skip to content

The Libero - Tepid transfer window reflects Prem malaise

Published: 27 Jan 2010 - 08:56:04

The transfer window has come under fire pretty much since its inception in the 2002-03 season, particularly its short, sharp opening in January, which its critics claim leads to panic buying at heavily inflated prices.

With the window open just twice a year, it is easy to see how some managers are forced into a New Year splurge in a bid to fill any holes that may have appeared in their squads over the course of the first part of the season.

As a result we have been treated to the likes of Savio Nsereko, Fernando Morientes, Jiri Jarosik and Jean-Alain Boumsong plying their trade in the Premier League over the years, although thankfully for limited periods only.

- TRANSFER GOSSIP

Of course there are notable exceptions - Nemanja Vidic, Andrey Arshavin, Patrice Evra and Shay Given all signed just after the Christmas decorations had been put away and proved hits at their respective clubs - but on the whole the January sales rarely offer up anything of quality.

This year, so far at least, dealings on the transfer market have been no different to years gone by and thoughts of the next Arshavin or Evra being lured to these shores this month can be dismissed as nothing more than fanciful daydreaming.

To date, Patrick Vieira and Sol Campbell, two been-there-done-it, in-need-of-one-final-pay-off veterans, have been the biggest names so far to put pen to paper with Premier League clubs.

Other 'big' names to have made moves include Landon Donovan, Philippe Senderos, Maxi Rodriguez and Amr Zaki. Yet all four players are flawed and come with serious question marks over their ability to cut it at this level.

And then come the likes of Craig Gardner, Gary Caldwell, Mathew Kilgallon and those two lads from Charleroi who have signed for Wolves. Hardly names to set pulses racing. In short, this window has totally failed to capture the imagination.

Why is that? Why did Ruud van Nistelrooy snub Tottenham - fourth in the Premier League and a club seemingly going places - in favour of Hamburg in the Bundesliga? Why did Luca Toni opt to go to Rome instead of London? Why can't a Premier League club seem to be able to entice David Villa or David Silva over here, despite their club Valencia's dire financial straits?

The global economic downturn may be playing its part but equally there may be more to it. When Cristiano Ronaldo and Xabi Alonso decided to quit these shores for La Liga last summer, the Premier League lost more than two of its brightest stars.

Having enjoyed top billing in Europe for a couple of years, the English top flight was jilted and it still seems to be recovering six months on.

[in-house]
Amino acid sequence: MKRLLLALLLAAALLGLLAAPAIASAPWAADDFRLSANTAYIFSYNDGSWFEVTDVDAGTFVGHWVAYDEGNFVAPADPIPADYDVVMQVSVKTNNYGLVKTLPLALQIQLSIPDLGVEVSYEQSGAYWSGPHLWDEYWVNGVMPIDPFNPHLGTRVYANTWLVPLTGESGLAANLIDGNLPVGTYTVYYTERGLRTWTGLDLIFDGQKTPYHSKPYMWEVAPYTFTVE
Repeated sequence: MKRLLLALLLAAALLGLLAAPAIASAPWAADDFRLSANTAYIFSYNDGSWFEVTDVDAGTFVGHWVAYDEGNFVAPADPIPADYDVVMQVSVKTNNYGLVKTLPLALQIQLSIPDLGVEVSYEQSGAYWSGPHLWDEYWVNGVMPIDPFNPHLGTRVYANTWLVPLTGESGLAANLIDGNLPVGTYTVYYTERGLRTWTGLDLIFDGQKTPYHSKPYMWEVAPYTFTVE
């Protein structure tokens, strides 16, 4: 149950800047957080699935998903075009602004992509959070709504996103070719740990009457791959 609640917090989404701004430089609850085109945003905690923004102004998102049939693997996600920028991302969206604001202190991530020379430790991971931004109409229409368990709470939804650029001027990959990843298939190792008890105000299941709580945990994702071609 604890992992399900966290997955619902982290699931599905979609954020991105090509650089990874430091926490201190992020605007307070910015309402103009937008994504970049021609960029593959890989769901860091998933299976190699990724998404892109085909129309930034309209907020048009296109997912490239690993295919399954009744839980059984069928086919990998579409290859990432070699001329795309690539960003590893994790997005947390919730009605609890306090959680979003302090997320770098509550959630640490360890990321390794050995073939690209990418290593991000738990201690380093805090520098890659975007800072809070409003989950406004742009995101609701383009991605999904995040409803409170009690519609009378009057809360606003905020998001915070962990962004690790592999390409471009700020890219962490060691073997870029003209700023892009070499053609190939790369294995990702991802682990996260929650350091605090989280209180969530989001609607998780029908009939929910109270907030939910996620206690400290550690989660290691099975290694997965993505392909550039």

Since United eventually caved in to Real's tenacious and relentless pursuit of Ronaldo, Wayne Rooney has reportedly become a target for both Madrid and Barcelona. Naturally, the Manchester United striker has told them where to go but his and United's need to even acknowledge the rumours with the usual "flattered but not interested" retort revealed a very real fear that English clubs now have of predatory foreign behemoths like Madrid and Barca.

Post Ronaldo, things are very much different and the January transfer window, and the lack of excitement it has generated, may now be making us realise just how so.

Of course, there is still time for this window to surprise and the usual glut of last-minute deals may yet happen as the clock ticks towards 5pm next Monday.

Either way, the full extent of any perceived shift in the balance of power may only be truly judged after the summer.

But should the likes of Sergio Aguero, who has been notably absent from any transfer tittle-tattle this time round, opt to stay in Spain once again at the end of the season, the allure of the Premier League will have to be questioned far more intently.

READ THE LIBERO EXCLUSIVELY AT FOOTBALL.CO.UK EVERY WEDNESDAY

DSG


Add Your Comment

Return to top

*All fields required, your email address will be kept private

advertisement

FOOTBALL.CO.UK BLOGGER:the libero
Libero (noun): 1. Versatile, ball-playing defender given licence to roam. Expected to break up opposition attacks while instigating counters. Role patented by German legend Franz Beckenbauer. 2. Versatile weekly football columnist, aka journalist Mike Hytner, given licence to write what he likes. Expected to file every Wednesday. Not nearly as talented as his boyhood hero Der Kaiser.

Previous Blog Posts

advertisement

advertisment